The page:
February 25, 2008

Solid-State Drives and Enterprise Architecture

What is one, if not the biggest fear, with putting data on a computer?

Yes, that the hard drive crashes #@$%&!!

Well a new bred of hard drives will help prevent the hard drive failures (and those Monday morning blues).

The Wall Street Journal, 7 February 2008, reports that “Solid-State Drives [SSDs]…because they lack moving parts, they are faster, draw less power, are harder to damage and are quieter than [mechanical] hard drives.”

“Hard-disk drives, or HDDs, are mechanical devices. They work by recording data on a spinning magnetic platter or platters. By contrast, solid-state drives are made of chips and have no moving parts.”

The new SSDs are “close cousins to the so-called flash memory used in digital cameras, cell phones and smaller-capacity music players. They record data to special memory chips that retain their contents even when the device is turned off.”

SSDs are expected to become more popular as “their capacities increase and their prices drop.”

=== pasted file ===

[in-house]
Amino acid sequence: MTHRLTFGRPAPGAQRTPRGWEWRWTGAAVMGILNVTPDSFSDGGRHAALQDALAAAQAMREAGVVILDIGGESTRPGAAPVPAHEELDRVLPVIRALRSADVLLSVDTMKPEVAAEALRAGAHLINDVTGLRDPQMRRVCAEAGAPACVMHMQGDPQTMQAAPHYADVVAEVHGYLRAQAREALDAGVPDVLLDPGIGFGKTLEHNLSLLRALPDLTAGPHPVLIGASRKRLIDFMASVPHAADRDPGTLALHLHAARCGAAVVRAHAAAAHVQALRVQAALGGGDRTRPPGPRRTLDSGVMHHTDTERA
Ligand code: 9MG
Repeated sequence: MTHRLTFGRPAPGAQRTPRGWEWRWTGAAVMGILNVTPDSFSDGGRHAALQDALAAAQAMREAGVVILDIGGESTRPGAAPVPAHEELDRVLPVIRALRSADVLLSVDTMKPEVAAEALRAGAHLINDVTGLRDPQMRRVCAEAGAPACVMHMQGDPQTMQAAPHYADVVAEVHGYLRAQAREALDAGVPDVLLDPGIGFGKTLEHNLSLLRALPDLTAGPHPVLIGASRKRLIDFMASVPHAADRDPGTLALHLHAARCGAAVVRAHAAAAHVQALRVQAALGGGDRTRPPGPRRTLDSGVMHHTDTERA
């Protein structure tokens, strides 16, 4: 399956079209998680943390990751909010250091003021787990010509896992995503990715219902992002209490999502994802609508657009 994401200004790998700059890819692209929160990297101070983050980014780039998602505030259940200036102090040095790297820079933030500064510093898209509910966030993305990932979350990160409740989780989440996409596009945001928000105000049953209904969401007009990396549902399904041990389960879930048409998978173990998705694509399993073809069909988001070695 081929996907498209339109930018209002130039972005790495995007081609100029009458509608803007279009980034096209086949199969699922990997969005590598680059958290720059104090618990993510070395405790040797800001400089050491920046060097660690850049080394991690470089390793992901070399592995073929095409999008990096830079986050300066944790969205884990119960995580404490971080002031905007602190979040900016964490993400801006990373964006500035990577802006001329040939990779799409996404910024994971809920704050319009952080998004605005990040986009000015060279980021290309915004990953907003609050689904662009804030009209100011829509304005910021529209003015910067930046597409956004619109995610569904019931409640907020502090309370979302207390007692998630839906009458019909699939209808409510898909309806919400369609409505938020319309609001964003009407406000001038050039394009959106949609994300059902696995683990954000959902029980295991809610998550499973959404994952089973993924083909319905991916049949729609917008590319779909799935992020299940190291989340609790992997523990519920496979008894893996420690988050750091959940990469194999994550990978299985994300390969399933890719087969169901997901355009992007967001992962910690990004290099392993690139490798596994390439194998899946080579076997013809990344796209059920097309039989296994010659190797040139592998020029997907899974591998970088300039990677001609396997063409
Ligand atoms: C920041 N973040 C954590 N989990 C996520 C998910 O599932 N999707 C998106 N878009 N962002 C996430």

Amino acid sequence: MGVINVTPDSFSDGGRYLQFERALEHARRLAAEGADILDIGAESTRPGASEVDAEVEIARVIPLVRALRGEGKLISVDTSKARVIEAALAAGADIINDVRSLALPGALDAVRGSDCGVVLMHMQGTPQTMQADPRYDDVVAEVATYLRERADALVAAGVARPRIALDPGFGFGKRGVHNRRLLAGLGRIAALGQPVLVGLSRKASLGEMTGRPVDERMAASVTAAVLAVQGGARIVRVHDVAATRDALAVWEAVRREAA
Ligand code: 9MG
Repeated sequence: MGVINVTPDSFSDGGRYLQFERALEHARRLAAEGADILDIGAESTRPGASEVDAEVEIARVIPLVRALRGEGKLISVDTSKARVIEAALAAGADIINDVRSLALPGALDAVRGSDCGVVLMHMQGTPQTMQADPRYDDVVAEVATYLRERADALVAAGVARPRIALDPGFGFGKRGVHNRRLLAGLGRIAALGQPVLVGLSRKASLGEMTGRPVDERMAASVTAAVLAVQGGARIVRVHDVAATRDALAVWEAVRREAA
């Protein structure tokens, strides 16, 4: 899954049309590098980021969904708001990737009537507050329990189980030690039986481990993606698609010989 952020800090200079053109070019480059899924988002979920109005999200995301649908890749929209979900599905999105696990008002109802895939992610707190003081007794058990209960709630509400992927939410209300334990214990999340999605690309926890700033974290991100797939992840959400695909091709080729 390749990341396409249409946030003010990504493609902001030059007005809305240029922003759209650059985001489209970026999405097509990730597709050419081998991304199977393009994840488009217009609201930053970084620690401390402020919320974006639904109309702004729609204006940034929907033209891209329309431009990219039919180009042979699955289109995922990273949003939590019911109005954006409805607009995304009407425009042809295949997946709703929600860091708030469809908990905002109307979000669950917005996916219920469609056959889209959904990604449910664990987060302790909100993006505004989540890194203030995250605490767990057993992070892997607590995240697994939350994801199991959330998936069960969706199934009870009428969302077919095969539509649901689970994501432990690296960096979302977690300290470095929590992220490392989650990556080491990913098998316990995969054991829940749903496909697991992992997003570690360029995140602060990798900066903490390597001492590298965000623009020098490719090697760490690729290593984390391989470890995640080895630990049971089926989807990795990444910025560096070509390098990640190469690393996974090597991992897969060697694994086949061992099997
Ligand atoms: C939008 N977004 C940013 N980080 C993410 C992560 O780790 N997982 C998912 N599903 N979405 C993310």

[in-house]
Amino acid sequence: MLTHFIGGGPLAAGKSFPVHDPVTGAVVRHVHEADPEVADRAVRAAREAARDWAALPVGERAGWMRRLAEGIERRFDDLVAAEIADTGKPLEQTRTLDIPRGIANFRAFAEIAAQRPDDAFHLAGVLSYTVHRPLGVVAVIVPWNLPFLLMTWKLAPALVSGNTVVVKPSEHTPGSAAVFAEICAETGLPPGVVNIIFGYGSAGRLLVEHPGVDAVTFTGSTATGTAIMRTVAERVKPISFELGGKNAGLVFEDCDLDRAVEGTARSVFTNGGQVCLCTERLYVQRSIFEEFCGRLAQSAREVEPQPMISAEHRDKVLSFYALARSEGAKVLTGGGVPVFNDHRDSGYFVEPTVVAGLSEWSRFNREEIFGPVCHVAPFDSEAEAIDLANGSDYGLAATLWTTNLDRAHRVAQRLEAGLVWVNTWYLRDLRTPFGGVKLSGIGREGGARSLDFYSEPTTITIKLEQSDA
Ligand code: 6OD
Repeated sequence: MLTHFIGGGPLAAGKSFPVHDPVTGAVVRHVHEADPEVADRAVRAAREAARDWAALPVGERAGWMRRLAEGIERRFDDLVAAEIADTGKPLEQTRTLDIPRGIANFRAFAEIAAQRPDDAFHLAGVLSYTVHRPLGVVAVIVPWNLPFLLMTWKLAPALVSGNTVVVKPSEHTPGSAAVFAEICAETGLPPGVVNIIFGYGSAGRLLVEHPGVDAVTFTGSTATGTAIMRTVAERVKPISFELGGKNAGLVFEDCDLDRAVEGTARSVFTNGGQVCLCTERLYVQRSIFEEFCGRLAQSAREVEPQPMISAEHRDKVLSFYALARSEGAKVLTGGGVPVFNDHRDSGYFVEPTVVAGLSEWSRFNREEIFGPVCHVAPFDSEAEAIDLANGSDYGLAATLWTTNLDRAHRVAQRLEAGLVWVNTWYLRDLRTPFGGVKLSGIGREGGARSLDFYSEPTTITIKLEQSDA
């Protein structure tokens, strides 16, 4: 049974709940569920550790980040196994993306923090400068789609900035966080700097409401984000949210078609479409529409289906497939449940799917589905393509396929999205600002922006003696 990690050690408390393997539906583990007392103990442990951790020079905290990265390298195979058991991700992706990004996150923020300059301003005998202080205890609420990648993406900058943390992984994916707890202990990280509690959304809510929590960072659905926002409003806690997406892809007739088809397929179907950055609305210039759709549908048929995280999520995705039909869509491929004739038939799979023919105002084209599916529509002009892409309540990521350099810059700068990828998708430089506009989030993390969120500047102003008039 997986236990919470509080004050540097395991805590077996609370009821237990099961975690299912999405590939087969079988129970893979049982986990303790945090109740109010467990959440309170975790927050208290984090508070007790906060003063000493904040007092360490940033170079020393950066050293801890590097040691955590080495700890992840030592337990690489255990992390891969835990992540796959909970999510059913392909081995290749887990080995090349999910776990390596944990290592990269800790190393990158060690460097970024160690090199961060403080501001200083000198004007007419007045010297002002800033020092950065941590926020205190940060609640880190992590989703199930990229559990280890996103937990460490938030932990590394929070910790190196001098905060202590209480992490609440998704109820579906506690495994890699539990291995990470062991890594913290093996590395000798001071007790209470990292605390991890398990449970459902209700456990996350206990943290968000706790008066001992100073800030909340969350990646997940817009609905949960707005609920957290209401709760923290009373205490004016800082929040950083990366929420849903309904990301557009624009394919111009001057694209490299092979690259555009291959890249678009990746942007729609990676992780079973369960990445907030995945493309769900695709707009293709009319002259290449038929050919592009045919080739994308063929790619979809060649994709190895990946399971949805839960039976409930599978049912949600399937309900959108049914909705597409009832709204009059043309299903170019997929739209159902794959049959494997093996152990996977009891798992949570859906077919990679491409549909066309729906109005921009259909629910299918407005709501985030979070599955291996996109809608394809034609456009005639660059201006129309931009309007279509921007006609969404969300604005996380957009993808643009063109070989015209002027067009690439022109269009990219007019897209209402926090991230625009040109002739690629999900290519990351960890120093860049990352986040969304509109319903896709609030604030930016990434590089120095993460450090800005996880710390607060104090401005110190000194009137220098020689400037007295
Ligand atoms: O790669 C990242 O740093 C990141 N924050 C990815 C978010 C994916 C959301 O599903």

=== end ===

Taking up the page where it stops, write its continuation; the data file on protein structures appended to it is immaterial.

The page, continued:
From the User-centric enterprise architecture perspective the value proposition, cost-benefit, for SSDs is not there yet. But it soon will be and then it will time to help alleviate your user angst of hard drive failures with safer, faster SSDs.


1 comment:

Ric said...

As Federal Director for Texas Memory Systems, the leader in Enterprise solid-state disk, I would appreciate the opportunity to explain or write on how SSD is being used to speed databases, web, email, virus scanning, metadata and other areas, while affording the ability to consolidate servers without impeding performance. In an era where "going green", consolidating servers and collaboration of databases is on everyones minds, the ROI on SSD is fairly fast and immediately recognized. Thank you.

Ric Halsaver
Federal Director
Texas Memory Systems